Just what he’d been afraid of. “If you’ll point me in the direction of room twenty-one, I’m sure I can find it. I hate to put you to any extra trouble.”
“It’s no trouble.” She came out from behind the registration desk, obviously ready to rumble. “Are you hungry? Technically I only serve breakfast, but considering you’ve come all the way from L.A., I’d be happy to make you something warm. A man needs good, hearty food, and the airlines aren’t serving meals the way they used to.”
In point of fact, Mitch was starving. But he had a feeling that allowing Betsy to cook him a meal would constitute foreplay in her mind. “Thanks, but I had something to eat during my layover in Seattle.” Still, his mouth watered at the idea of home-cooked food.
“I could warm up some moose-meat pie in nothing flat.”
Then again, maybe he’d survive on the hamburger he’d grabbed in the airport. He’d seen pictures of moose, and they didn’t look at all like the kind of creature he’d want to dine on. “Thanks, but I’m stuffed.”
“If you change your mind, let me know. I enjoy cooking for a man.” She started up the wooden stairs to the second floor.
Mitch hefted his suitcase and followed. So far this trip was about as nightmarish as he’d envisioned.
Betsy mounted those stairs without breaking a sweat or breathing hard. Mitch had to hand it to her. For a plus-sized woman she was in remarkable shape.
“Down this hallway,” she said, not even puffing from the climb. Mitch didn’t puff, either, because he’d worked out every night in the Jarrett mansion’s fully equipped weight room. He’d had to pick times when Ally was occupied elsewhere, because keeping in shape wouldn’t fit very well with the image of him he wanted her to have. Better that she think of him as a weakling.
“Here we are.” Betsy opened the door with the metal key.
“Uh, if you don’t mind my asking, which room is Ally using?”
She gazed at him for a moment before answering. “I wondered if it was like that. You made it sound like business, but there’s more to it, isn’t there?”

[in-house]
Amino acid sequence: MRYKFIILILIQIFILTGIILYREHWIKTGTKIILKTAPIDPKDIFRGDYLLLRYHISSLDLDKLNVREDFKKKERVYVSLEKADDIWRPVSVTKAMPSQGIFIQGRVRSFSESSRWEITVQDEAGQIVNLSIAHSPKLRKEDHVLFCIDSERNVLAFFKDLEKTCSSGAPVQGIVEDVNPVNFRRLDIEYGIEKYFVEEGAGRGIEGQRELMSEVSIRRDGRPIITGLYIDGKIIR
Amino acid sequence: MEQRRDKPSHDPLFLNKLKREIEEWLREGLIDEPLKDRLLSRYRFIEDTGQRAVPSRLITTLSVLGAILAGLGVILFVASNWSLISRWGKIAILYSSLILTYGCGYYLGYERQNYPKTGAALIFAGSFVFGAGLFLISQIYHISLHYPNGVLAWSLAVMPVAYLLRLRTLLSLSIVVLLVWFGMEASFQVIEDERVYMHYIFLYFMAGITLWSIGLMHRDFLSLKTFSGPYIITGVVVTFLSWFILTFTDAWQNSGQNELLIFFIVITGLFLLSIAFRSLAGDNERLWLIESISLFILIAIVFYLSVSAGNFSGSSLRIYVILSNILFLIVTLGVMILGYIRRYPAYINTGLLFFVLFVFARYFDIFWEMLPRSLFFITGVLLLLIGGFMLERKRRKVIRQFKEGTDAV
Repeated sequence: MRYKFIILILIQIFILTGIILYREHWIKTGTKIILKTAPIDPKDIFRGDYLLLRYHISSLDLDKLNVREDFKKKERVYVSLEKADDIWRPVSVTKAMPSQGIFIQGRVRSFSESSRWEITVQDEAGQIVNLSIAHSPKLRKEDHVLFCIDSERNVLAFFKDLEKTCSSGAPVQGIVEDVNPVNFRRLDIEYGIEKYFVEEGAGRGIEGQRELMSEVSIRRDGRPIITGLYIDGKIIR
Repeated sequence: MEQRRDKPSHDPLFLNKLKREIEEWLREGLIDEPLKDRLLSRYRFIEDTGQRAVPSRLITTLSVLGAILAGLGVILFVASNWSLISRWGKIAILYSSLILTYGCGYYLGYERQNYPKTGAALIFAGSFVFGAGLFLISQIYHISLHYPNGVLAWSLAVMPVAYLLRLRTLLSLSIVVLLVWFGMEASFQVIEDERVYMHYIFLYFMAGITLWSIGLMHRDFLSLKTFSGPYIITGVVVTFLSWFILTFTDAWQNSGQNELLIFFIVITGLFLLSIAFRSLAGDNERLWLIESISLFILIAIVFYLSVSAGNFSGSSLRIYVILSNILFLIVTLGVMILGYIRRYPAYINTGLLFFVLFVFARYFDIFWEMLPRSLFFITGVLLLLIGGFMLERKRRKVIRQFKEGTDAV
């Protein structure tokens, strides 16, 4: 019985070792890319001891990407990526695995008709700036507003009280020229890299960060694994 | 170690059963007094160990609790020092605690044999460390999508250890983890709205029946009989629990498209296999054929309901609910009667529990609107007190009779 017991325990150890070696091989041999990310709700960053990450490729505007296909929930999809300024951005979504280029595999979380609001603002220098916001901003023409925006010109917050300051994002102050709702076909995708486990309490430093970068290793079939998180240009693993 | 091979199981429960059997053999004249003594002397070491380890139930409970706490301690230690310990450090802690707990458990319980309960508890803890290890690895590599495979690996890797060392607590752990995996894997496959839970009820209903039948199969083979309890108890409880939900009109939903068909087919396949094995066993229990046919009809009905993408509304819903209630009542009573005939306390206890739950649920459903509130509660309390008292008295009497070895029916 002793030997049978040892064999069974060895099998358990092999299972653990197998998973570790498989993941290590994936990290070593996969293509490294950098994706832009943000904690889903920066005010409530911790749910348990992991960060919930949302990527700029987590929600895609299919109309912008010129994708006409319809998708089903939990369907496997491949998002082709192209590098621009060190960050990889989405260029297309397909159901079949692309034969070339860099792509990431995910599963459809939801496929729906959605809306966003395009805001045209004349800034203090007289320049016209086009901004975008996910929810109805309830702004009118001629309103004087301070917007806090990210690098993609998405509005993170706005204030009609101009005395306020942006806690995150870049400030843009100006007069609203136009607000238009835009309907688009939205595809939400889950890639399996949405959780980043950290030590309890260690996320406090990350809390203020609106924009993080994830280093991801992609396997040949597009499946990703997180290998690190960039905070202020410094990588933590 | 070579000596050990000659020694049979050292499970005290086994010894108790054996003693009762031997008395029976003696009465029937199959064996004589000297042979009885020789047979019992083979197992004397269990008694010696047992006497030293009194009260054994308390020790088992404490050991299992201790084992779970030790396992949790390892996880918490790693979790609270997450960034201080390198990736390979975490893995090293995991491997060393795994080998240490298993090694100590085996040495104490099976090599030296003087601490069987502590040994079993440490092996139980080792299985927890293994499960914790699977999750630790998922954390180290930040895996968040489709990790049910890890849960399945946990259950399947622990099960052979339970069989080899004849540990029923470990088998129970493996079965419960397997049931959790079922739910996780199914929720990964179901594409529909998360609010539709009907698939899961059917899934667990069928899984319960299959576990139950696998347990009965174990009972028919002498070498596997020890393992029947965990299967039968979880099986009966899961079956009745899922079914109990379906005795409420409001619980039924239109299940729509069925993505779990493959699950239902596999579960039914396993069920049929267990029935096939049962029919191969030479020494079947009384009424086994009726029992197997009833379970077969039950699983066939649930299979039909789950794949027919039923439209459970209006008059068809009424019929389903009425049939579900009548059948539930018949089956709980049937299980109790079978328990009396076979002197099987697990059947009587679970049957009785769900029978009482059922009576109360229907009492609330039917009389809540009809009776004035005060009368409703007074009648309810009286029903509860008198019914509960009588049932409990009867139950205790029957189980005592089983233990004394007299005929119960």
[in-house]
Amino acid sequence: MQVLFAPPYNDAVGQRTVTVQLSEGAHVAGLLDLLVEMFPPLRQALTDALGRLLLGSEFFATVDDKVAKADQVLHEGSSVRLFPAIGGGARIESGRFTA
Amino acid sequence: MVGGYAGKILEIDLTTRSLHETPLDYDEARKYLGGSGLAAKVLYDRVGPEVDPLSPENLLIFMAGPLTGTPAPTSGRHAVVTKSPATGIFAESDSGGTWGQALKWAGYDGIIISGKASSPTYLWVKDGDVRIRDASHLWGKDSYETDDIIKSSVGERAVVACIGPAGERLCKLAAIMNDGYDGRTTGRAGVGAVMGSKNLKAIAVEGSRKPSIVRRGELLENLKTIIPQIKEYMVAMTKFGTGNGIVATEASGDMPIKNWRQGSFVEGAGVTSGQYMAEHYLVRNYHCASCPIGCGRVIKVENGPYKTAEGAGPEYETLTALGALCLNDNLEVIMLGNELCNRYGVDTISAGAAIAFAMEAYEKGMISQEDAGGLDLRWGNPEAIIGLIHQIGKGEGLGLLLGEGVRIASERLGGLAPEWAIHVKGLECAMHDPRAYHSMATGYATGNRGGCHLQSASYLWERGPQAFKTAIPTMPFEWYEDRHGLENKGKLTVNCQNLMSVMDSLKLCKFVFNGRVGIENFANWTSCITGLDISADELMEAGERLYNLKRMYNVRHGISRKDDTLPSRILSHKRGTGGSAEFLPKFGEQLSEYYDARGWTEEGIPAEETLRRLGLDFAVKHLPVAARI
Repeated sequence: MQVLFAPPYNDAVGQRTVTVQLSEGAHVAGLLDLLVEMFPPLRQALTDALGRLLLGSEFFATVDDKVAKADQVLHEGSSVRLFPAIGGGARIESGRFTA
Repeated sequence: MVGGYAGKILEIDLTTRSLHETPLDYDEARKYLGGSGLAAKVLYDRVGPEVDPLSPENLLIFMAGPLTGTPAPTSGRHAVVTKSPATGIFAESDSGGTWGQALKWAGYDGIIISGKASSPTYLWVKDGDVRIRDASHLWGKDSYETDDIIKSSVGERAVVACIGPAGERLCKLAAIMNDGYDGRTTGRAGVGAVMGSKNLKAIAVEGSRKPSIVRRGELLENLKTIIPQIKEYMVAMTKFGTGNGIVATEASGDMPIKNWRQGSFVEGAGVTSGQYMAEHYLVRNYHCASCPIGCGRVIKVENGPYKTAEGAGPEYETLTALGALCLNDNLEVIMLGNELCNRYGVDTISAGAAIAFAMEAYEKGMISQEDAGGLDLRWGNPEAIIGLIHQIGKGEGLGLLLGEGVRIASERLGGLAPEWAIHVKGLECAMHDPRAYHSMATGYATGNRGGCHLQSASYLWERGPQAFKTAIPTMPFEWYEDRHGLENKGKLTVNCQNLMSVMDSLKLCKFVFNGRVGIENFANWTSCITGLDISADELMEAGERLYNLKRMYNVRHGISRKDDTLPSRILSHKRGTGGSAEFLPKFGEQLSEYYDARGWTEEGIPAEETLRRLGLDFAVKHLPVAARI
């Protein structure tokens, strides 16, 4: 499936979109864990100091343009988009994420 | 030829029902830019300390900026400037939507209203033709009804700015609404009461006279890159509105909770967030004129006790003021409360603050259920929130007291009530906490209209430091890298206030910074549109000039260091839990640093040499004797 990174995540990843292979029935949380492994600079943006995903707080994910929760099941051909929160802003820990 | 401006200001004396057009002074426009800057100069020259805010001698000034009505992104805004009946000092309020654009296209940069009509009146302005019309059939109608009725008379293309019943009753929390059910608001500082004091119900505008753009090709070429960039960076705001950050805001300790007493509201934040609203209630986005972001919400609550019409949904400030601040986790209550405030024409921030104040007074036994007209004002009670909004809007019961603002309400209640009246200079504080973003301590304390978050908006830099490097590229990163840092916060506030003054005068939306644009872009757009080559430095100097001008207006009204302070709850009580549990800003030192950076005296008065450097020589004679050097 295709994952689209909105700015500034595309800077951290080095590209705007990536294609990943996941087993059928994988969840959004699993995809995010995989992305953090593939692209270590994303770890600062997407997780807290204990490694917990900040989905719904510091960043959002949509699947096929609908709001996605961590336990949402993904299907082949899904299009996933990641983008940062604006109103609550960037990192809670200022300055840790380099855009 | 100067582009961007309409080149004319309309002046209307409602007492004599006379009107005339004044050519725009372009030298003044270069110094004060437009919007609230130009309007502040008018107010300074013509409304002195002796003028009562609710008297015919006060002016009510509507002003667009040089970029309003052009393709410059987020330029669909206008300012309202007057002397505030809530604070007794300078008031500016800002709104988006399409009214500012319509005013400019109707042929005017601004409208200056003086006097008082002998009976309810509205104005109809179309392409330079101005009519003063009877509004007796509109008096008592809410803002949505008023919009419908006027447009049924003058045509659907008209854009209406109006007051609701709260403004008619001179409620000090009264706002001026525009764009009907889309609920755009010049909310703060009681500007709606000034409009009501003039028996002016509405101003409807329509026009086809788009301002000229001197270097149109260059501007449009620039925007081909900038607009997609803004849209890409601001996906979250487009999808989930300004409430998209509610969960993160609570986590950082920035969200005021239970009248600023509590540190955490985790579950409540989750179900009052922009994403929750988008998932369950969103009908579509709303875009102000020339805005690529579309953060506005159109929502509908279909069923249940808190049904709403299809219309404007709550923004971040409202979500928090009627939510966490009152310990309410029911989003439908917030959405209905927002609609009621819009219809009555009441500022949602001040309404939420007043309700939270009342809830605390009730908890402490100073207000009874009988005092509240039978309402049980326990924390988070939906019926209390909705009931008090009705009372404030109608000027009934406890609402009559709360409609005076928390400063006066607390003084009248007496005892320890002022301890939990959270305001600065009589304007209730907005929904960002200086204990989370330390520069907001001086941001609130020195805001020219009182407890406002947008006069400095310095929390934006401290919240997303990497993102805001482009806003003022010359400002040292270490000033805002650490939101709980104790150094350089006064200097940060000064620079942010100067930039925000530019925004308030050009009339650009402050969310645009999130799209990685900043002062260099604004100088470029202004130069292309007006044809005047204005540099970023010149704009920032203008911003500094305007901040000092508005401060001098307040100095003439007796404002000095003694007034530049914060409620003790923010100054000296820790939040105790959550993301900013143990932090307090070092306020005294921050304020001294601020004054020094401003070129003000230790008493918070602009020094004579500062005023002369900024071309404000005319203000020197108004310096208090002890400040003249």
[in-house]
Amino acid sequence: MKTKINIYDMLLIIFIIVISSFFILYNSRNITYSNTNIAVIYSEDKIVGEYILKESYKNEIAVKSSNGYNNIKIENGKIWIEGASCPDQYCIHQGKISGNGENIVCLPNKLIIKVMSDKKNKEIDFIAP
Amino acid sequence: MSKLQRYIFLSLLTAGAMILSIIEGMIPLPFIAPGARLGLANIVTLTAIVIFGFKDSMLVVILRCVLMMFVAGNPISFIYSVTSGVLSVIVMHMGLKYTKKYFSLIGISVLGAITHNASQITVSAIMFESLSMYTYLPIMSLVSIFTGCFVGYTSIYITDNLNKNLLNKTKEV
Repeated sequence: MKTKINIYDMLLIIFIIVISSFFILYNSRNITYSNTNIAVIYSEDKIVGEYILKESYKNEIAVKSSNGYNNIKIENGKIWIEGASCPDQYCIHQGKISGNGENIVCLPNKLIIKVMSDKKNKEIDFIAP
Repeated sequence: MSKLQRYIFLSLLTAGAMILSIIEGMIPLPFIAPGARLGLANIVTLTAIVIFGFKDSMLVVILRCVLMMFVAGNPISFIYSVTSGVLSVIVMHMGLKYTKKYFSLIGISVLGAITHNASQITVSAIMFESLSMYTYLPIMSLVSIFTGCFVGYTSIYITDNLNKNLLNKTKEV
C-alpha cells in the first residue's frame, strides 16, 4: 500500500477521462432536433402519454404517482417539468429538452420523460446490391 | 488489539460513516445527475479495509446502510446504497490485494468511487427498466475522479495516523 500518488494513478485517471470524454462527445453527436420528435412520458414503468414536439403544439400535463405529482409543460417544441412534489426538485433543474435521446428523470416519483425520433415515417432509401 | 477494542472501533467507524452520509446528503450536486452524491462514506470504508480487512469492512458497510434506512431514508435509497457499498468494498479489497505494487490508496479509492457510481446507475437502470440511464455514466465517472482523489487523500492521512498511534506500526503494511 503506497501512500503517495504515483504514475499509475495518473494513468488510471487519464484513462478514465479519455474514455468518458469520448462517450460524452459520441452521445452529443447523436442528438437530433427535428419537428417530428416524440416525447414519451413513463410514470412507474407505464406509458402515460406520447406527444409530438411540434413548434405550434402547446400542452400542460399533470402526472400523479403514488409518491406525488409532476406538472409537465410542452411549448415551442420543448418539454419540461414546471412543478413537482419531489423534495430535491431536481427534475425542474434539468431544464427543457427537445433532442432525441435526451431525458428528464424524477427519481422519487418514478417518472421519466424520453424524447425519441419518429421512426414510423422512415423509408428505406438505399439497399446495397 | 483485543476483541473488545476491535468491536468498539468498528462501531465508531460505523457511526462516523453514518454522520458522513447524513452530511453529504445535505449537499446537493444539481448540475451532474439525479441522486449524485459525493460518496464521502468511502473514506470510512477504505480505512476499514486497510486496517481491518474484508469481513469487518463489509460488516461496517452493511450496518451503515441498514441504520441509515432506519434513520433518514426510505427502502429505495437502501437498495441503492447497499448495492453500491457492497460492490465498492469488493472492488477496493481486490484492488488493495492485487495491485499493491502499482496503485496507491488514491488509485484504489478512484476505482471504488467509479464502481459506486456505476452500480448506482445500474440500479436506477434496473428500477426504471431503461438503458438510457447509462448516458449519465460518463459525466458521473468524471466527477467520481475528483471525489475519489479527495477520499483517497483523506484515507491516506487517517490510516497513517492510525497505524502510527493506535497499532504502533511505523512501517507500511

“What do you mean?” Betsy couldn’t have seen through his nerd persona that fast. Ally hadn’t, and she’d been around him for months.
“A man like you doesn’t jump on a plane and fly three thousand miles for a few signatures on a piece of paper.”
Mitch lapsed into nerd-speak. “Of course I do. It’s my job. If everything isn’t accomplished in a timely manner, then—”
“You have a thing for her, don’t you?”
Mitch spotted a way to head off Betsy’s potential advances and grabbed it. “Okay, you caught me. I adore that woman. But please don’t tell her.”
“Oh, I think she already knows, or if not, she’ll soon figure it out. She’s a smart girl, and it doesn’t take a genius to see that when a man chases a woman all the way to Alaska, he has a serious case of the hots for her.” Betsy sighed. “Which is too bad, because I’m definitely in the market.”
“I’m honored to know that you’d be interested in me. If I didn’t have something going with Ally, you’d be at the top of my list.” God, if that didn’t sound stuffy and boring, but it was exactly the tone he was after.
Her cheeks turned pink. “I’ll take that as a real compliment, considering our age difference. But I want you to think about this — older women tend to be far more grateful for the attention of a man.”
Mitch managed to keep a straight face. “I’m sure that’s true, and that means I’m missing out, which is my misfortune.”
“And if you don’t mind my saying so, you have an uphill road with Ally. She didn’t look especially glad to see you.”
Now there was an understatement. “We’ve, uh, had some areas of disagreement.” Ally considered him a meddling geek, which is what he wanted her to think. If she ever found out that her late grandmother had hired him as her bodyguard, she’d have a fit. He’d never met a more independent spirit.
“Well, remember, if things don’t work out, I’ll be handy, for a shoulder to cry on or something more . . . comforting.” She winked at him and walked into his room. “So this is it. If you need anything, you’ll have to come down and ask for it personally. I have phone jacks, but I ended up taking the phones out. Too much trouble with people making long-distance calls.”
One less thing for him to plant a bug in. “That’s okay. I have my cell.” Following her into the room, he left the door wide open, just in case Betsy decided to lunge, after all.
“You’d be better off using the phone at the desk. Cell phone reception is terrible here in Porcupine.”